By: Katherine Baker
In the recent film “Black Swan,” Natalie Portman stars as the ballerina in a production of “Swan Lake.” Portman won the Oscar for best actress for her performance, in which she did most of the dancing.
Recently though, Sarah Lane, Portman’s dance double, made claims that Portman only danced in 5 percent of the shots on screen and that she danced for 95 percent of the dance scenes.
However, Entertainment Weekly published a statement from the film’s director, Darren Aronofsky, defending Portman, which stated that she danced in about 80 percent of the shots, or 90 percent of the movie if you factor in duration.
“There are 139 dance shots in the film. 111 are Natalie Portman untouched. 28 are her dance double Sarah Lane. If you do the math that’s 80 [percent] Natalie Portman,” Aronofsky said.
In public relations, a practitioner represents his company much like a director represents his movie. As PR people, if a problem comes our way, it is crucial to take initiative and be the one that tackles the problem.
Aronofsky assumed the role of a great PR practitioner.
He went directly to the source, Entertainment Weekly, and set the record straight. No if, ands or buts. I don’t think there will be much more questioning about how many scenes Portman danced.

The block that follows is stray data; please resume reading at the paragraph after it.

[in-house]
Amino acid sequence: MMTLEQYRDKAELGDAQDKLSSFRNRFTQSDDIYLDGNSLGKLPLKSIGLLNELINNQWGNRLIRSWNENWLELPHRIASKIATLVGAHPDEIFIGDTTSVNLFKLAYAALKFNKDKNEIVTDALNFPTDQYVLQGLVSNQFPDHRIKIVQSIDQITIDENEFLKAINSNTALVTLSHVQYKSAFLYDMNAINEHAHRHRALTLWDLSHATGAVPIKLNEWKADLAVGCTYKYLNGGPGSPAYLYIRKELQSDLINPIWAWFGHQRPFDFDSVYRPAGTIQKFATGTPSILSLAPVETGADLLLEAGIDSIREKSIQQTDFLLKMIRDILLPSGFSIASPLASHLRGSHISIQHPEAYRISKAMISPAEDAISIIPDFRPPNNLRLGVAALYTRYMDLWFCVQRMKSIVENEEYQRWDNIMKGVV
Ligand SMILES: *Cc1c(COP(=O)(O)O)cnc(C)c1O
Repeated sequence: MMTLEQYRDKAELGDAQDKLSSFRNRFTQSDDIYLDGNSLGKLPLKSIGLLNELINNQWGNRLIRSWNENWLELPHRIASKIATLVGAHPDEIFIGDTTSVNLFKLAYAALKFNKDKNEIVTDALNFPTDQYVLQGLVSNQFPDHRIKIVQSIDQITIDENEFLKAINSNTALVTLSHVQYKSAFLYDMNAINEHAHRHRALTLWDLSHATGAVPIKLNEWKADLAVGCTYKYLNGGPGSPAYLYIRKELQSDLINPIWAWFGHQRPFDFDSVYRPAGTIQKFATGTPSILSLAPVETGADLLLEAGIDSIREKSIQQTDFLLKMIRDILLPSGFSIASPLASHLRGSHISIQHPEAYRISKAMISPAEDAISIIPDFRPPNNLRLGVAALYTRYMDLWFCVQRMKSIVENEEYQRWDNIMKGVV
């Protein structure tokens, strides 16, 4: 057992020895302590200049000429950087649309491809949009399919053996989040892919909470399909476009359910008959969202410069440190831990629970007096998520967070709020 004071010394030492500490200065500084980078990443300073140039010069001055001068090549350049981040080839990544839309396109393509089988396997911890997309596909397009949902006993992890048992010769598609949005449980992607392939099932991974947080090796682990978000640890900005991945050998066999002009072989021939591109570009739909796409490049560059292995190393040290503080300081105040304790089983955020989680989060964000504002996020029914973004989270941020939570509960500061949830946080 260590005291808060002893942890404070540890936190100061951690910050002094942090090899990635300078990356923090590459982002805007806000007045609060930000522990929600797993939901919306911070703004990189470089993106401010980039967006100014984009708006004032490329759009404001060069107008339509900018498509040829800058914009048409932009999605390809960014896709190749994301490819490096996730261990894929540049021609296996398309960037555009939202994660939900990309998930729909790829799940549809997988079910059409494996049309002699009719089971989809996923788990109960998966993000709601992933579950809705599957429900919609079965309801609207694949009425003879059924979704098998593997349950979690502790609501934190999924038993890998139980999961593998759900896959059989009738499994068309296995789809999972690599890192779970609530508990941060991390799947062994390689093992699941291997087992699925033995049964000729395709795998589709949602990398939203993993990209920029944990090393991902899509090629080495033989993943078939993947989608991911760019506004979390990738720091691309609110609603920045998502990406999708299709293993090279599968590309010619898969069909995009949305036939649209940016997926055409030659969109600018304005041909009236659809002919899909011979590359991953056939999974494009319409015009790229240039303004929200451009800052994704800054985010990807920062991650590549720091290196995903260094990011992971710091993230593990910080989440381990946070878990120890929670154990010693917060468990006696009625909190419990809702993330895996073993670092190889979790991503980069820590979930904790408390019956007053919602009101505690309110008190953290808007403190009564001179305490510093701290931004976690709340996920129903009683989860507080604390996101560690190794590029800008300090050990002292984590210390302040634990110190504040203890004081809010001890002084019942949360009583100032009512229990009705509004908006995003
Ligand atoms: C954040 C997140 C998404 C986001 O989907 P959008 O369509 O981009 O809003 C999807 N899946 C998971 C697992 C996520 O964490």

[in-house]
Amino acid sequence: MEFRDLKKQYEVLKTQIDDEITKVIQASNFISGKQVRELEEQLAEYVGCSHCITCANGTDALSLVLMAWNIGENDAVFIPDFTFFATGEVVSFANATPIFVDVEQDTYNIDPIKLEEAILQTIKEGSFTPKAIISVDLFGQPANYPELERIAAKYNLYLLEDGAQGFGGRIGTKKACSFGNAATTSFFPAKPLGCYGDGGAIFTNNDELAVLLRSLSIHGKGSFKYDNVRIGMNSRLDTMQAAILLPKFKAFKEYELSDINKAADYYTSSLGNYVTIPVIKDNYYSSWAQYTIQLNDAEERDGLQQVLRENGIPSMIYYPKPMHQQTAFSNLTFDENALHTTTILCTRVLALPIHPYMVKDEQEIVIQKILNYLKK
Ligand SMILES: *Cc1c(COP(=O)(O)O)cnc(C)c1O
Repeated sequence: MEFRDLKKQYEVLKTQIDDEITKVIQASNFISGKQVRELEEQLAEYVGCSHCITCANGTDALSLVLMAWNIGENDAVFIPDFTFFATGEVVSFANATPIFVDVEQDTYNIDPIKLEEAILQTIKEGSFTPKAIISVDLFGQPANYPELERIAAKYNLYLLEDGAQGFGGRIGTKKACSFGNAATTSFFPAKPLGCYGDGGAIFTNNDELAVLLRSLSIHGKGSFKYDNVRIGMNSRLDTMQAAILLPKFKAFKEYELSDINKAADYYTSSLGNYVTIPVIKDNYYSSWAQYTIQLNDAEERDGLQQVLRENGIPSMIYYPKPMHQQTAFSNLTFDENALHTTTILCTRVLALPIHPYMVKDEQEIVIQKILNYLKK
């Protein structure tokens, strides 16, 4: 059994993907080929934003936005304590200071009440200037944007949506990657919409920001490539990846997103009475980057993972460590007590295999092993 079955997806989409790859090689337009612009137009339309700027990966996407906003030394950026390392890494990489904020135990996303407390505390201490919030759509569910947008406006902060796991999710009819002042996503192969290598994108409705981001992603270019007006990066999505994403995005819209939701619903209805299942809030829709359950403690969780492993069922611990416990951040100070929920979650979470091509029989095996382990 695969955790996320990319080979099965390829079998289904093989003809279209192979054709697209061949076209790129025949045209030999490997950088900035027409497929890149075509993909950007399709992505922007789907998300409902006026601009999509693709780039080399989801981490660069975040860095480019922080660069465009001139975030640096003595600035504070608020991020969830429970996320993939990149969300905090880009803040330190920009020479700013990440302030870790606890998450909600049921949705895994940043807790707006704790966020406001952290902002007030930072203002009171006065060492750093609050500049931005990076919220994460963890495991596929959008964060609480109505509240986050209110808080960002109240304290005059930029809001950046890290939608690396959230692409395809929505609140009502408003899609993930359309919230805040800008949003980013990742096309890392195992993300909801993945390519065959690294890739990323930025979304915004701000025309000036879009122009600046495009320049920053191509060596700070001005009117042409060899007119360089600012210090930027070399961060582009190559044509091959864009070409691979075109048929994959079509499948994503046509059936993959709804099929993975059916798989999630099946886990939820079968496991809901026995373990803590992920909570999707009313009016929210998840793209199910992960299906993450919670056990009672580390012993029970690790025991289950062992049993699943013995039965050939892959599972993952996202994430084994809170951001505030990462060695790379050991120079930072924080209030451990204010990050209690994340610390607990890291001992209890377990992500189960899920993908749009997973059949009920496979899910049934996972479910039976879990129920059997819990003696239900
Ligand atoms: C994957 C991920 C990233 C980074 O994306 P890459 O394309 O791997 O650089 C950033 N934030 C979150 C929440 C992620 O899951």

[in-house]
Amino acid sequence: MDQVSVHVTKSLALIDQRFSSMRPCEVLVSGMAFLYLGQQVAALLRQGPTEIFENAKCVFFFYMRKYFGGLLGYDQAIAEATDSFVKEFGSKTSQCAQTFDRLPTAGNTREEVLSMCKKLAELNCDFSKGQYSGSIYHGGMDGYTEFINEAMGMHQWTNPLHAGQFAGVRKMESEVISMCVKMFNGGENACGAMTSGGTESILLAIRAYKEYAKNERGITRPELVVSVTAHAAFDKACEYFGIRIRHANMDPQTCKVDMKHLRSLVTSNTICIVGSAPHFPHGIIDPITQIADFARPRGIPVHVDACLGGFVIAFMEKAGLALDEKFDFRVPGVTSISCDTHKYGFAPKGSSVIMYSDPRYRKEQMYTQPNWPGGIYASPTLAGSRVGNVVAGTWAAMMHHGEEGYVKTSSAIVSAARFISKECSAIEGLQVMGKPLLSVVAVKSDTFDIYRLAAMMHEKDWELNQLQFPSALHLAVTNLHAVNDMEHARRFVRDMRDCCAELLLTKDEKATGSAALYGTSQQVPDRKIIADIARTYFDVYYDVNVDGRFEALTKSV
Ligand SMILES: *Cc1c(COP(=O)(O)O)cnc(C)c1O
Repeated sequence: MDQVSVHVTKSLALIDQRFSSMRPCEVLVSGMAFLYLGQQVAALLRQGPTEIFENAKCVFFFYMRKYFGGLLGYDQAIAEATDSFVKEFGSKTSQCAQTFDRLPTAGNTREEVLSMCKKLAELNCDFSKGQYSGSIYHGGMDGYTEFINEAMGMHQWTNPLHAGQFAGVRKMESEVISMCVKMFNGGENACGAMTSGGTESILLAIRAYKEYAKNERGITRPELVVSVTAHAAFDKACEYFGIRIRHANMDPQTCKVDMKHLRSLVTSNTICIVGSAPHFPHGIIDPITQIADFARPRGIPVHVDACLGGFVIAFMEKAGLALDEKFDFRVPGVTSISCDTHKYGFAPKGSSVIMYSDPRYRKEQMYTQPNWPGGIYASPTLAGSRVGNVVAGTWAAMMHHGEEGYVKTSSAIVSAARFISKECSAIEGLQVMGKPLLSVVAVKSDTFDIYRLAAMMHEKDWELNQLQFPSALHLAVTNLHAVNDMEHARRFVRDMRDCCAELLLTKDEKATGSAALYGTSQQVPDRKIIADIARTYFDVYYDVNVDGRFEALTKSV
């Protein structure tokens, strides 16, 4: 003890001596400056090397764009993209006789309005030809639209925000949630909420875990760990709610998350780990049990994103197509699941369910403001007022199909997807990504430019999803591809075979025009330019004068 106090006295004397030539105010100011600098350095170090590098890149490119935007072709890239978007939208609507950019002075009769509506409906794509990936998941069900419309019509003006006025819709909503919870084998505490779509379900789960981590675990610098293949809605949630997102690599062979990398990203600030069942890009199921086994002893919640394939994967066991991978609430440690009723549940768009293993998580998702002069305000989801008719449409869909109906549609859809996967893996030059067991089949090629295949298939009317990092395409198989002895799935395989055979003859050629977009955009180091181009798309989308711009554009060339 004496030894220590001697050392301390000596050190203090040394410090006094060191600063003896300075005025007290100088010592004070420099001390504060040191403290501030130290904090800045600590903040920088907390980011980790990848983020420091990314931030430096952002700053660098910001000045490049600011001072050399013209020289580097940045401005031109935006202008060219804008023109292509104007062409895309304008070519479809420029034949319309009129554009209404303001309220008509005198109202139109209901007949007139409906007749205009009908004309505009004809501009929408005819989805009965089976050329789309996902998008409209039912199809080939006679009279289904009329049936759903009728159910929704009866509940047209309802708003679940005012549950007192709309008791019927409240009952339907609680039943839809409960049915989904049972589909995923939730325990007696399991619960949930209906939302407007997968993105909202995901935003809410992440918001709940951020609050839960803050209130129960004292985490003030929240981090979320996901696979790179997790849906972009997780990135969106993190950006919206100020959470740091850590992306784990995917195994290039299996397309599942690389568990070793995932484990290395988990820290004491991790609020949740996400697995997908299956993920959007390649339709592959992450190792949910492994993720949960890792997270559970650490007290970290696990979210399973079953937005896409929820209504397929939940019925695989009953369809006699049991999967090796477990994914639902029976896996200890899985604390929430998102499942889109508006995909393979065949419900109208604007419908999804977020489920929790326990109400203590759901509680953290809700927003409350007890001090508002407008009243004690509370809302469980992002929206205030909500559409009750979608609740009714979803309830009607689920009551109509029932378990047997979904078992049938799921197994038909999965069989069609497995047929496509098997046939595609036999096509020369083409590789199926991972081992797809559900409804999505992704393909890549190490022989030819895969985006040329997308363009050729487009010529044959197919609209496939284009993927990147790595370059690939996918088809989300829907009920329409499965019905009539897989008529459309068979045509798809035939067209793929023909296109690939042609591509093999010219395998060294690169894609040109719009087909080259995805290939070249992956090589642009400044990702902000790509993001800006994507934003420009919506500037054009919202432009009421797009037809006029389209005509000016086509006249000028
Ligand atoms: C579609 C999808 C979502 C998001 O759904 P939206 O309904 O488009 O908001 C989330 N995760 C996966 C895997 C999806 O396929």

When a reliable source, such as a director or PR professional, cuts to the chase and sets the public straight, it is very powerful and can change the public’s opinion for the better.
Mila Kunis, Portman’s co-star in “Black Swan,” is quoted in another Entertainment Weekly article stating that Portman is honest about how much footwork she was and was not able to do.
“Natalie danced her a–- off,” Kunis said. “I think it’s unfortunate that this is coming out and taking attention away from [the praise] Natalie deserved and got.”
Having other people in your cast, or on your PR team, back you up when a crisis occurs is also a great and effective way to clear up any confusion.
The director and cast members of “Black Swan” know how to take care of business not only in the ballet world, but in the PR world as well.
In his closing remarks, Aronofsky told Entertainment Weekly, “And to be clear Natalie did dance on pointe in pointe shoes. If you look at the final shot of the opening prologue, which lasts 85 seconds, and was danced completely by Natalie, she exits the scene on pointe. That is completely her without any digital magic.
“I am responding to this to put this to rest and to defend my actor. Natalie sweated long and hard to deliver a great physical and emotional performance. And I don’t want anyone to think that’s not her they are watching. It is.”
Way to make a “pointe” of setting the story straight, Aronofsky.